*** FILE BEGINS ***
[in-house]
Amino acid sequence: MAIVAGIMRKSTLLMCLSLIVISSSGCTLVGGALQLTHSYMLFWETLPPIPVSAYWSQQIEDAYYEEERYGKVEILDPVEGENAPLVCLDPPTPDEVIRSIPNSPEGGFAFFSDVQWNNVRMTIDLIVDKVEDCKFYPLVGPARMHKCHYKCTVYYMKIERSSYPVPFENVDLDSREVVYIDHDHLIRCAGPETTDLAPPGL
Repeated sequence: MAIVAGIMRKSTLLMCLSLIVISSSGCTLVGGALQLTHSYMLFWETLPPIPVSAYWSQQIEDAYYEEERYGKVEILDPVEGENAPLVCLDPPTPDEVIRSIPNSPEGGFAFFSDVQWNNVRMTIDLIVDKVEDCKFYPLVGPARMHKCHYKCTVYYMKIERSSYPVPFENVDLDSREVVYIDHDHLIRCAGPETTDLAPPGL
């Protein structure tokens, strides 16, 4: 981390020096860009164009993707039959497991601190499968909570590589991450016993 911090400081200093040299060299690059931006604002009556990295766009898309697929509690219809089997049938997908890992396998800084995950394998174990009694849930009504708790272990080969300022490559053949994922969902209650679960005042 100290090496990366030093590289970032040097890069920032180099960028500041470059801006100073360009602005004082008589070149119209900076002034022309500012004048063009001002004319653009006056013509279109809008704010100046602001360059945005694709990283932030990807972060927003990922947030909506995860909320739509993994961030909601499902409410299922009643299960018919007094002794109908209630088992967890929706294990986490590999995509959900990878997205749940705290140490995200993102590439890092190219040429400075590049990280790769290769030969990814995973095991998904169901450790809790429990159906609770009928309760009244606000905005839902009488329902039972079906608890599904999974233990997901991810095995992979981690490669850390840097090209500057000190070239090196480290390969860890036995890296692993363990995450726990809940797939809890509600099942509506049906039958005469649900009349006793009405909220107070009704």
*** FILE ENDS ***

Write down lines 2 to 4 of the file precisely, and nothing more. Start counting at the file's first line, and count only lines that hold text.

Amino acid sequence: MAIVAGIMRKSTLLMCLSLIVISSSGCTLVGGALQLTHSYMLFWETLPPIPVSAYWSQQIEDAYYEEERYGKVEILDPVEGENAPLVCLDPPTPDEVIRSIPNSPEGGFAFFSDVQWNNVRMTIDLIVDKVEDCKFYPLVGPARMHKCHYKCTVYYMKIERSSYPVPFENVDLDSREVVYIDHDHLIRCAGPETTDLAPPGL
Repeated sequence: MAIVAGIMRKSTLLMCLSLIVISSSGCTLVGGALQLTHSYMLFWETLPPIPVSAYWSQQIEDAYYEEERYGKVEILDPVEGENAPLVCLDPPTPDEVIRSIPNSPEGGFAFFSDVQWNNVRMTIDLIVDKVEDCKFYPLVGPARMHKCHYKCTVYYMKIERSSYPVPFENVDLDSREVVYIDHDHLIRCAGPETTDLAPPGL
């Protein structure tokens, strides 16, 4: 981390020096860009164009993707039959497991601190499968909570590589991450016993 911090400081200093040299060299690059931006604002009556990295766009898309697929509690219809089997049938997908890992396998800084995950394998174990009694849930009504708790272990080969300022490559053949994922969902209650679960005042 100290090496990366030093590289970032040097890069920032180099960028500041470059801006100073360009602005004082008589070149119209900076002034022309500012004048063009001002004319653009006056013509279109809008704010100046602001360059945005694709990283932030990807972060927003990922947030909506995860909320739509993994961030909601499902409410299922009643299960018919007094002794109908209630088992967890929706294990986490590999995509959900990878997205749940705290140490995200993102590439890092190219040429400075590049990280790769290769030969990814995973095991998904169901450790809790429990159906609770009928309760009244606000905005839902009488329902039972079906608890599904999974233990997901991810095995992979981690490669850390840097090209500057000190070239090196480290390969860890036995890296692993363990995450726990809940797939809890509600099942509506049906039958005469649900009349006793009405909220107070009704």